Trauma and Adaptation in Severe Mental Illness

The Role of Self-Reported Abuse and Exposure to Community Violence

Published in: Journal of Trauma and Dissociation, v. 5, no. 1, Jan. 2004, p. 29-47

Posted on RAND.org on January 01, 2004

by Golan Shahar, Alexi Wisher, Matthew Chinman, David Sells, Bret Kloos, Jacob Kraemer Tebes, Larry Davidson

Read More

Access further information on this document at www.haworthpress.com

This article was published outside of RAND. The full text of the article can be found at the link above.

The authors examined the role of self-reported physical and/or sexual abuse and recent exposure to community violence on three adaptation outcomes in Severe Mental Illness (SMI): psychotic symptoms, demoralization, and substance abuse. One hundred and nine (109) individuals with SMI were administered an extensive protocol that included the pertinent variables. Structural Equation Modeling analyses indicated that abuse predicted psychotic symptoms and demoralization, whereas exposure to community violence predicted substance abuse. These findings point to different possible trauma-adaptation configurations, and suggest that both past and present trauma complicates the adaptation of people with SMI.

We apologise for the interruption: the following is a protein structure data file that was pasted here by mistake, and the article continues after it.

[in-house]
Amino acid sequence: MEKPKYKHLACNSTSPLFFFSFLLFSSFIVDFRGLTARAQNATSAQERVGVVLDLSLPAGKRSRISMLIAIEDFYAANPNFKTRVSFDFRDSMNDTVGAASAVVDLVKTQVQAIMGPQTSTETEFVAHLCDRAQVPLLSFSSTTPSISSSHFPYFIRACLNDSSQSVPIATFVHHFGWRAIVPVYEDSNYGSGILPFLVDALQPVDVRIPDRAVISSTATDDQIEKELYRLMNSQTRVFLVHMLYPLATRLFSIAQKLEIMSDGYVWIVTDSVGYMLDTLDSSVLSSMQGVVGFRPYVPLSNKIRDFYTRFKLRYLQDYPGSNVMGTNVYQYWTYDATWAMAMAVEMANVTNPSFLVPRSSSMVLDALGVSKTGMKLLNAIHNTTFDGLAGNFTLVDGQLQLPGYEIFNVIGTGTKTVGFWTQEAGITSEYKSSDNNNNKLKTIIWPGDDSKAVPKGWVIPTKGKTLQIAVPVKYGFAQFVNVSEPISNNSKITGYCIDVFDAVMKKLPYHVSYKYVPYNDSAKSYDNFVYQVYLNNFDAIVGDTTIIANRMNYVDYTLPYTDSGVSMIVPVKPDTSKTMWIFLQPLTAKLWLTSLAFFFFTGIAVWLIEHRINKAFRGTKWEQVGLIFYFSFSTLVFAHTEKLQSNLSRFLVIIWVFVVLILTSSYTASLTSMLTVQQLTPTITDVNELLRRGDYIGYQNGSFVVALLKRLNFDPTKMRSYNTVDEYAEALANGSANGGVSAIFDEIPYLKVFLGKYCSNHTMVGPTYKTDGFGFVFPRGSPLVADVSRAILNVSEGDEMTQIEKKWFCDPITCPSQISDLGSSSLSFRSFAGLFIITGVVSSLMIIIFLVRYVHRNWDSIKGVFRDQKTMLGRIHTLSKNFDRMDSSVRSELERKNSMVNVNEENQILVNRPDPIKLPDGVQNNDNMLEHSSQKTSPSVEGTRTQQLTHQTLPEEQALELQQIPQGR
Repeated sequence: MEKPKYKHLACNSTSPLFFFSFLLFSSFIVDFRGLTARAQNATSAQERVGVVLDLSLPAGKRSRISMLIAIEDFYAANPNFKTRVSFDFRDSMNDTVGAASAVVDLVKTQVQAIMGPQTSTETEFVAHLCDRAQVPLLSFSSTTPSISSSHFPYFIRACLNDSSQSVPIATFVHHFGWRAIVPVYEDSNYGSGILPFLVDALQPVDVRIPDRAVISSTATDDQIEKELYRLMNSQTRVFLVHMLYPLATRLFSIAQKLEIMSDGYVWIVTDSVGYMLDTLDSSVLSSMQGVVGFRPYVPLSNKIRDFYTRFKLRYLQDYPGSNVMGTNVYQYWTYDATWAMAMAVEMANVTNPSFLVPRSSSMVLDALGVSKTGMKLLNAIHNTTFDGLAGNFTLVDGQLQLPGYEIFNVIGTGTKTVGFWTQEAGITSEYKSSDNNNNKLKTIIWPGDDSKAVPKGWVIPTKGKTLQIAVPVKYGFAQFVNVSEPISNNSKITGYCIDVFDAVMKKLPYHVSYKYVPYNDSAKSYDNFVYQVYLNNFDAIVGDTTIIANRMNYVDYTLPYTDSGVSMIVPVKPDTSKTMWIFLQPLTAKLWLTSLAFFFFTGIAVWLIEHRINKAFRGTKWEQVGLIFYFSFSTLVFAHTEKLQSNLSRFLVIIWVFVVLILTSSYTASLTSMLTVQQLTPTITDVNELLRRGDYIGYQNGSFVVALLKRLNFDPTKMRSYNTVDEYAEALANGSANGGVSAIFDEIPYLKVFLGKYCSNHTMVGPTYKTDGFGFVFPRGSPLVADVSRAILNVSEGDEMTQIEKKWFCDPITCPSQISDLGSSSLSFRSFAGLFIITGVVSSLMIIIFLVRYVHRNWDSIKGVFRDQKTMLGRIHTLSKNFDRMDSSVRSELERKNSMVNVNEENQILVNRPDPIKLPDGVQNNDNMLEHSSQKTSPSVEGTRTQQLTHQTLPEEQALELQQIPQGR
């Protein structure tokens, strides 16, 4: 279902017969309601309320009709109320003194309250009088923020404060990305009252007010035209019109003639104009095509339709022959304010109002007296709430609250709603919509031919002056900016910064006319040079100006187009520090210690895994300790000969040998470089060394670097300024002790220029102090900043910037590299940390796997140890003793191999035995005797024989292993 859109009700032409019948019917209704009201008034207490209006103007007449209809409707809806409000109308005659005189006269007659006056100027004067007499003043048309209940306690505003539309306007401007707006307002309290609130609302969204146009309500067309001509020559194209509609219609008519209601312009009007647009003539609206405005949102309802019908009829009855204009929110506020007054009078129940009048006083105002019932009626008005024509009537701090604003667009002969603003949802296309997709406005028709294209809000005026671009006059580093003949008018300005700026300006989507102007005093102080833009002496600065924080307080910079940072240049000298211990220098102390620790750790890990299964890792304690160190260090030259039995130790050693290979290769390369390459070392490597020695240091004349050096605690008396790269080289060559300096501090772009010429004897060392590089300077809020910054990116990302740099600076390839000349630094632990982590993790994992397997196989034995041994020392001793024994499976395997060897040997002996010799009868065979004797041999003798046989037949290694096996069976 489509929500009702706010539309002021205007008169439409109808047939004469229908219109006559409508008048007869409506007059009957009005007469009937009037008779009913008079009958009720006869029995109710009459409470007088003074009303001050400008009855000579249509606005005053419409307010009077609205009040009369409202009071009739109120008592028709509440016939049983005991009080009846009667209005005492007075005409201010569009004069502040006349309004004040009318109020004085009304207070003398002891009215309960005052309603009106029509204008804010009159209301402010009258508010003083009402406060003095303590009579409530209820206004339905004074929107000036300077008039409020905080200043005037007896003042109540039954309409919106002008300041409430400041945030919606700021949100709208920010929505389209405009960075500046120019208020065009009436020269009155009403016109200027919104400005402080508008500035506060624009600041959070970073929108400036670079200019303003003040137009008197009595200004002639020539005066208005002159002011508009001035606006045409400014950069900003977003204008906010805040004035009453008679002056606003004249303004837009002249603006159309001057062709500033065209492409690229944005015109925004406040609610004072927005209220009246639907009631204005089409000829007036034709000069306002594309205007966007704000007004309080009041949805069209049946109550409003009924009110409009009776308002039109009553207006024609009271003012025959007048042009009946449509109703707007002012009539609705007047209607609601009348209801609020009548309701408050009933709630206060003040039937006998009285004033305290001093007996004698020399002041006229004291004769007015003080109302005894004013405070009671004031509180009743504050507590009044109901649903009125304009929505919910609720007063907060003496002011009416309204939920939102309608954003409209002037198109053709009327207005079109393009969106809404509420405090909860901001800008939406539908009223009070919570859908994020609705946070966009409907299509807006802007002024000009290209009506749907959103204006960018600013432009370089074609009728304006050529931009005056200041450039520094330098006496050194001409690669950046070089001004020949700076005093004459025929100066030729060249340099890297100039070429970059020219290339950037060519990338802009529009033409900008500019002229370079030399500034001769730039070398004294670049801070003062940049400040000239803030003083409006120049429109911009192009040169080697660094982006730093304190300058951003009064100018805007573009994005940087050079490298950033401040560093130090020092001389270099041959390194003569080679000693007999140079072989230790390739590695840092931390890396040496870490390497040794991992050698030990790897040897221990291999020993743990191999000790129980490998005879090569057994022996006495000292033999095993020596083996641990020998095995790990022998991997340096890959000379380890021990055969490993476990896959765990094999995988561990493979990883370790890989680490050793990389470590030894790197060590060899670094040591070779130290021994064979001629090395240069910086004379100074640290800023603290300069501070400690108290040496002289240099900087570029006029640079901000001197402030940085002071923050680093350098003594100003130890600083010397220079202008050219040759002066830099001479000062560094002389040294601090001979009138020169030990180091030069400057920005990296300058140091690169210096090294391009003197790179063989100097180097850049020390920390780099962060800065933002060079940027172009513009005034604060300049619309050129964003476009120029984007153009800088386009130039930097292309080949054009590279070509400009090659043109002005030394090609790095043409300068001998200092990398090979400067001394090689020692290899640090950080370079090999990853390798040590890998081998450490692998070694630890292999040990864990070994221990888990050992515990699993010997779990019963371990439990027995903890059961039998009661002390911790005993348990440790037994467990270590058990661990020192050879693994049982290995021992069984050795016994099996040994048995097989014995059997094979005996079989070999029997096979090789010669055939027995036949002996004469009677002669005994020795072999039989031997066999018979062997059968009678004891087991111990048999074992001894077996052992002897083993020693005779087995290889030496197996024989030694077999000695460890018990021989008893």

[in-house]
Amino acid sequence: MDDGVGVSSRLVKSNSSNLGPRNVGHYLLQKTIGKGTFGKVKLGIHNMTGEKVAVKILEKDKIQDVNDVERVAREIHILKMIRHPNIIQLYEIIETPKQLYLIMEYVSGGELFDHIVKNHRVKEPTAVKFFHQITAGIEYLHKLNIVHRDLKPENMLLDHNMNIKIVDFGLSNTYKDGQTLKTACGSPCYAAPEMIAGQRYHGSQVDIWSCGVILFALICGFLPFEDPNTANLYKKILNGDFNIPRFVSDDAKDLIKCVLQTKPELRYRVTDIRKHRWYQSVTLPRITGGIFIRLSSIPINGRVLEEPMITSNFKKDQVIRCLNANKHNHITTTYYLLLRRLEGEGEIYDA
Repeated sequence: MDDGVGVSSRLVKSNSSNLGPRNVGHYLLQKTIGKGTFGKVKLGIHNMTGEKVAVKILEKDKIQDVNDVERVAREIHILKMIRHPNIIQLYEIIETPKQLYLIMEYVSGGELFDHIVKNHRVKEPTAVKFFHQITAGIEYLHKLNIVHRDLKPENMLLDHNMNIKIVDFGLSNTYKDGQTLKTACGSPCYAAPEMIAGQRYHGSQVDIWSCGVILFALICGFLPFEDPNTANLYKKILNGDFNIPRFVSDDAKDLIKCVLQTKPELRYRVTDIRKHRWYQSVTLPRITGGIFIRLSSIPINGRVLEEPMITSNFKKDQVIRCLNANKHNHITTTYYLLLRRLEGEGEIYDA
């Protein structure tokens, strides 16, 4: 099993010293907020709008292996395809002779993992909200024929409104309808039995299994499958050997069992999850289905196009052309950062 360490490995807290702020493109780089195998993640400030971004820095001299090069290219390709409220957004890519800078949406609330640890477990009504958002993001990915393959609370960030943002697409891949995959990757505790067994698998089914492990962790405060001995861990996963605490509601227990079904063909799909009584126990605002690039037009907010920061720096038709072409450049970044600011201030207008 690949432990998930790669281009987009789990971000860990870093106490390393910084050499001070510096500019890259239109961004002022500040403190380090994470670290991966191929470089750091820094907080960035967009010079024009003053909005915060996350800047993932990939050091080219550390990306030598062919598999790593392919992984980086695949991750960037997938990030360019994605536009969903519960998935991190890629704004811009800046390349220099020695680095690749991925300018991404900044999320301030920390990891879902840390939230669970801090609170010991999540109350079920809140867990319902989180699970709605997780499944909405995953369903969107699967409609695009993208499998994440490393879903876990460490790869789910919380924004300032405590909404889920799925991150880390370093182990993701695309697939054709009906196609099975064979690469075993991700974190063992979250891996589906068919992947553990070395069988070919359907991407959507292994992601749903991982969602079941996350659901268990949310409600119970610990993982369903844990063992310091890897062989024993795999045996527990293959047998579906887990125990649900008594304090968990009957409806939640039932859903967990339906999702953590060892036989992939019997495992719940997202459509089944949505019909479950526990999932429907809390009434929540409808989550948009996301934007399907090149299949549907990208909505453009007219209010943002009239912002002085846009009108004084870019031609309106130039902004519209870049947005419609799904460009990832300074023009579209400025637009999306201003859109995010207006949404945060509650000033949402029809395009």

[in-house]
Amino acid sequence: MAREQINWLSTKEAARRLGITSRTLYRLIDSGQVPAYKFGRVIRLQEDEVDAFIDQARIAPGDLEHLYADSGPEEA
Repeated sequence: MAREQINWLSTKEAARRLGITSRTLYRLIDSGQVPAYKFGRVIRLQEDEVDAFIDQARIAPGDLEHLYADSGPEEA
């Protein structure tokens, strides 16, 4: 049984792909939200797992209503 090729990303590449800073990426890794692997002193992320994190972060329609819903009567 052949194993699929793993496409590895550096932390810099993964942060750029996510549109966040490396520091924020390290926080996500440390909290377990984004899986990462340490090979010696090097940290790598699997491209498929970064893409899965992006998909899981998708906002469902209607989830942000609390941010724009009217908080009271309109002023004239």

This report is part of the RAND Corporation External publication series. Many RAND studies are published in peer-reviewed scholarly journals, as chapters in commercial books, or as documents published by other organizations.

Our mission to help improve policy and decisionmaking through research and analysis is enabled through our core values of quality and objectivity and our unwavering commitment to the highest level of integrity and ethical behavior. To help ensure our research and analysis are rigorous, objective, and nonpartisan, we subject our research publications to a robust and exacting quality-assurance process; avoid both the appearance and reality of financial and other conflicts of interest through staff training, project screening, and a policy of mandatory disclosure; and pursue transparency in our research engagements through our commitment to the open publication of our research findings and recommendations, disclosure of the source of funding of published research, and policies to ensure intellectual independence. For more information, visit www.rand.org/about/principles.

The RAND Corporation is a nonprofit institution that helps improve policy and decisionmaking through research and analysis. RAND's publications do not necessarily reflect the opinions of its research clients and sponsors.